An unexpectedly strong storm resulted in extensive flooding and damage to the Sacramento region on New Year’s Eve. Street medicine teams bring healthcare into homelessness encampments across the state. The psychology behind wellness to thrive in both mind and body.
The end of 2022 proved to be among the wettest on record across many spots in Northern California, and the New Year did not disappoint. From Sierra snowpack to dangerous winds toppling trees, massive power outages across the valley, and flooding shutting down Highway 99, the first days of January are shaping up to be powerful weather-wise with the potential for stronger atmospheric rivers in store this week. While many of us we’re counting down the clock to 2023, CapRadio was out covering the New Year storm and its aftermath. CapRadio’s Managing Editor of News Nick Miller joined Insight to provide the latest on the storm's impact and discuss the bigger picture.
Navigating healthcare is complicated. From establishing primary care to getting connected to specialists, understanding coverage, and knowing how much services can cost, the healthcare system is far from user-friendly. As California’s record unhoused population continues to grow so does a homelessness health crisis that strains emergency rooms as well as our moral compass. Because preventative care isn’t realistic for a vulnerable population that faces economic and logistical barriers to accessing a traditional brick-and-mortar doctor’s office or clinic. “Street medicine” has been around for decades, created in the early 1990s as a tool to directly offer medical care to those living on the streets. But this has long been a grassroots response to homelessness which means consistent funding can be a big challenge. However, in late 2022, California’s Medi-Cal agency, which serves low-income residents, announced a big change so that street medicine can fit into traditional healthcare. There currently are 25 street medicine teams across the state. CapRadio Healthcare Reporter Kate Wolffe, and Kristen Hwang who covers Health Policy for CalMatters, joined Insight to share how street medicine works from rural to urban cities.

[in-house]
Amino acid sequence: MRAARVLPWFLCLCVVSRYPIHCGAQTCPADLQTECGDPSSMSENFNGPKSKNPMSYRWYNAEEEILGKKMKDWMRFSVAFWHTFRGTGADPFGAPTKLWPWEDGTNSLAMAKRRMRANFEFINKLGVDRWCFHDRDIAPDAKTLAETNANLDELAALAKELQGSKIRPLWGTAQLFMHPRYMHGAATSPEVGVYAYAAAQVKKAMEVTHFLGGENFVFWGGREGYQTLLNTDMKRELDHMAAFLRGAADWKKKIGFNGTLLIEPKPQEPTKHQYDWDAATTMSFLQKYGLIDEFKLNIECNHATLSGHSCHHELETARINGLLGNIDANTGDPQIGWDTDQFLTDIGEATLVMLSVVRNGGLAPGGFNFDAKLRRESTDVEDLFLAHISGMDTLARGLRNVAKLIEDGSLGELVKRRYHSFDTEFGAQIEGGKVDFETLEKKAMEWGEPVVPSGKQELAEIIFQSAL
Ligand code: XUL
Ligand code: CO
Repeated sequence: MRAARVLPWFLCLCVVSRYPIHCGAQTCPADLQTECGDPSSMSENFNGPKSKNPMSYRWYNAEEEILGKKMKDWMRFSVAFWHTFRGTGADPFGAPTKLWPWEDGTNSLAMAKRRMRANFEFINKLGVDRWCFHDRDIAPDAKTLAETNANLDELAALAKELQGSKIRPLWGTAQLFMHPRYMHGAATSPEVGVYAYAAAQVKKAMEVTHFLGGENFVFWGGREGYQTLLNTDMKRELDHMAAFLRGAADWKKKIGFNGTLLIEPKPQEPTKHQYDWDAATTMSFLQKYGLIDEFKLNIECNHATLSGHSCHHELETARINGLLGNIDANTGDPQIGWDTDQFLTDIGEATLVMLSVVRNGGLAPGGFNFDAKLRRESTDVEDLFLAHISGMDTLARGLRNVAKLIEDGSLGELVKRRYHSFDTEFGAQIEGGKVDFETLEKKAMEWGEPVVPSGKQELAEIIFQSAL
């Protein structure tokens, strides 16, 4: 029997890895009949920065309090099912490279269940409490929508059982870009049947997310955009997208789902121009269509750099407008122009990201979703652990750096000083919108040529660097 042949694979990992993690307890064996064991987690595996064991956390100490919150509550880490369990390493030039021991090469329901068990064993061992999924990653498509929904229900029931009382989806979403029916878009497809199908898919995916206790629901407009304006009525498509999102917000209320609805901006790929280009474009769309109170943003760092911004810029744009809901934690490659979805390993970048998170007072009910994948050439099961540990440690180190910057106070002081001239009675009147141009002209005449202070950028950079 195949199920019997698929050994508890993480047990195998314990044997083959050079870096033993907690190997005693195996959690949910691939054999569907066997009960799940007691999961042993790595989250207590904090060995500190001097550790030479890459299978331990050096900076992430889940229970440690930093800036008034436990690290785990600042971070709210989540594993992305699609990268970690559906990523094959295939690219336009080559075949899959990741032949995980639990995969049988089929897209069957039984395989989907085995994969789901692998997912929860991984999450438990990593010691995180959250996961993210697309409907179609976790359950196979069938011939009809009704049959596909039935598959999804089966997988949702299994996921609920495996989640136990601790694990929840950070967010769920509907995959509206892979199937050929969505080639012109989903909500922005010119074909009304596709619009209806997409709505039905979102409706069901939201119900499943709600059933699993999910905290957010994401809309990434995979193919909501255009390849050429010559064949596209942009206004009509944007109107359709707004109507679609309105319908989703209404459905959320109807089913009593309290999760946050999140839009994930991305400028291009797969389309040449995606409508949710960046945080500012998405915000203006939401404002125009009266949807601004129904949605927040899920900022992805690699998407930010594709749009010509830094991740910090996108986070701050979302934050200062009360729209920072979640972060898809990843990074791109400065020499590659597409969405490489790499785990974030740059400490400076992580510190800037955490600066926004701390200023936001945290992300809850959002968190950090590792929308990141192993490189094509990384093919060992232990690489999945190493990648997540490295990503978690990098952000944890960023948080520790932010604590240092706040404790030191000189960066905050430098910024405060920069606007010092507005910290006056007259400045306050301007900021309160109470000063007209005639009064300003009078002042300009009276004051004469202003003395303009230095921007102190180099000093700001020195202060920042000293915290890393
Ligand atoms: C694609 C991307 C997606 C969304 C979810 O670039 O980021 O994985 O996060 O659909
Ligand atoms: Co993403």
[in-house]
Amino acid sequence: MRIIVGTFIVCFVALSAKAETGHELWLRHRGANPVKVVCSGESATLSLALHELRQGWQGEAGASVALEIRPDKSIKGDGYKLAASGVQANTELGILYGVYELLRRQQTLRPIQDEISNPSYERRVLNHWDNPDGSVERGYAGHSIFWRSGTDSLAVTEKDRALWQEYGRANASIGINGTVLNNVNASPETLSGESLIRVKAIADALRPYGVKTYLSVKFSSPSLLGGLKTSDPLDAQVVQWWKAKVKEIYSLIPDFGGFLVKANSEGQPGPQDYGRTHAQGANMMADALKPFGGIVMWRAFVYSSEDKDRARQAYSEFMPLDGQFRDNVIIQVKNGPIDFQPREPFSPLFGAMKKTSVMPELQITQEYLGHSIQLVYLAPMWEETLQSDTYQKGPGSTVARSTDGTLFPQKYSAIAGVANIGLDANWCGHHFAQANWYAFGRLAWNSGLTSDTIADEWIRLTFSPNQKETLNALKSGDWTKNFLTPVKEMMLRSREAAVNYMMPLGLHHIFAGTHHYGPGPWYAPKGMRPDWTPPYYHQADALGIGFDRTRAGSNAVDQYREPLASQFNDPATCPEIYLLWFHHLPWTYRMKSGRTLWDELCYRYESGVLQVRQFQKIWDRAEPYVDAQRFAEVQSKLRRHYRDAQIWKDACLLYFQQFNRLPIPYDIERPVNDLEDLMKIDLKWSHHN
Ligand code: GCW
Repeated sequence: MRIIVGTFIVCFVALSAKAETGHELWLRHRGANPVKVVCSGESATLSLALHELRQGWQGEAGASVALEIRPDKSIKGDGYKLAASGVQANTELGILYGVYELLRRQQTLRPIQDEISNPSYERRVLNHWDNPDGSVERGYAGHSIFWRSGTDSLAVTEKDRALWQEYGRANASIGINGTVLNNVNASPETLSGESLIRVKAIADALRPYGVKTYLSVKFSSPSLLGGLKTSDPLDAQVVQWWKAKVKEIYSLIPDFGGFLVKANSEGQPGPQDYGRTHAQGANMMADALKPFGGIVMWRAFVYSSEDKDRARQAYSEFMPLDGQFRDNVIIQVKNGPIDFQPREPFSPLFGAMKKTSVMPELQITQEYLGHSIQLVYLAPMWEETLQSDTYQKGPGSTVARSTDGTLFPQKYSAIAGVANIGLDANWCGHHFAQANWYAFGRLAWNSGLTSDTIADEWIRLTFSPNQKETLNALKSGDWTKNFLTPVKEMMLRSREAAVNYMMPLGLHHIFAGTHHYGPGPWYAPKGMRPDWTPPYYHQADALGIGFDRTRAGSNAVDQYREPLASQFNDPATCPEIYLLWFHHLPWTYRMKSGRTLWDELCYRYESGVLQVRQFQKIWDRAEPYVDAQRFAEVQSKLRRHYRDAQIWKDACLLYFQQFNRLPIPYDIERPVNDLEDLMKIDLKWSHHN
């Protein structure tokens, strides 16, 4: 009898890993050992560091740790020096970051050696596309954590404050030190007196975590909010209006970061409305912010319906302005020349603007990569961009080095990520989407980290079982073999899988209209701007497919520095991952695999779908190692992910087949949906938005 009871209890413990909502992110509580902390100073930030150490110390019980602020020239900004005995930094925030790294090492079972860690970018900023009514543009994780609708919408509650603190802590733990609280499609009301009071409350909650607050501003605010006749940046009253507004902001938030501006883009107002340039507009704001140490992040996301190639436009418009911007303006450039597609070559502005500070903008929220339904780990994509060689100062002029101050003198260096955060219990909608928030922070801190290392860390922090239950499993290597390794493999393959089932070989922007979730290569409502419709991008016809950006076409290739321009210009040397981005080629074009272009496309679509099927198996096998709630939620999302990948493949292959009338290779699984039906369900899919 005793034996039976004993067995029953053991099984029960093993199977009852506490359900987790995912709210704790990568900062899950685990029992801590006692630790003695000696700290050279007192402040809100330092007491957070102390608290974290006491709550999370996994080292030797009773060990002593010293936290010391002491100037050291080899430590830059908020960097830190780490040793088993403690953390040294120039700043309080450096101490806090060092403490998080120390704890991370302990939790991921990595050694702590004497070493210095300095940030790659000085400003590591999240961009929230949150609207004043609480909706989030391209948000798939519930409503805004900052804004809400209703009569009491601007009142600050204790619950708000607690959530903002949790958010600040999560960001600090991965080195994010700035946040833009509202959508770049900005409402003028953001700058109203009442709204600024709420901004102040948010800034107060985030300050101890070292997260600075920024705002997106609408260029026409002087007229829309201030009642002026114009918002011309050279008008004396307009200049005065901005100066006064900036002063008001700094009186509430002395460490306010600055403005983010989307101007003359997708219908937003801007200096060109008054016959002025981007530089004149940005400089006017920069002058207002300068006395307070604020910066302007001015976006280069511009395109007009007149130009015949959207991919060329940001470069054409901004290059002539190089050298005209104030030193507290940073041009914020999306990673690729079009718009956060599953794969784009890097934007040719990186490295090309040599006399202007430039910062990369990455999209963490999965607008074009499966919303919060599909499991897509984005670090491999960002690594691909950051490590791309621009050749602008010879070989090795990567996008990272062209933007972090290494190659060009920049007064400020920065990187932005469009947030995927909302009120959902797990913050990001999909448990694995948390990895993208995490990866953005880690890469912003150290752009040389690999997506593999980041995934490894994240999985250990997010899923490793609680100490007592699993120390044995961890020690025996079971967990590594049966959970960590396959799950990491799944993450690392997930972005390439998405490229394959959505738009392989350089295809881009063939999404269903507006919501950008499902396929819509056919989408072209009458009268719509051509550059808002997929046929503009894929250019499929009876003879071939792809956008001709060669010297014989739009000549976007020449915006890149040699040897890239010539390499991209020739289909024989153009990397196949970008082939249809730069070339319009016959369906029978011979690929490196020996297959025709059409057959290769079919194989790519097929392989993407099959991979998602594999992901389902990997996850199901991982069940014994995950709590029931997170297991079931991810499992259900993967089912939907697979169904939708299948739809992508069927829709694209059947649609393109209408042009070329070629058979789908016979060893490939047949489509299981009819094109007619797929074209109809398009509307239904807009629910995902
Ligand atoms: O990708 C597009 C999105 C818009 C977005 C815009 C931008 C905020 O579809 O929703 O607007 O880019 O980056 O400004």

Gym memberships, “Dry January,” cutting back on spending, perhaps achieving the ever elusive “work-life balance” and a wide array of intention lists to create a better year for mind and body. The tradition of resolutions is back because it can feel like we lose ourselves a bit by the end of the year. We get overwhelmed and caught up, which are the perfect ingredients for stress and make us feel depleted as we reflect on what we want to achieve for the new year. But at the core of annual goal setting is a desire to improve our health whether it’s physical, mental, financial, or spiritual, and “well-being” is certainly within our reach. Dr. Elissa Epel is Director of the Aging Metabolism and Emotions Center at UCSF and a New York Times bestselling author with a new book "The Stress Prescription". She joined Insight to explain the psychology behind wellness.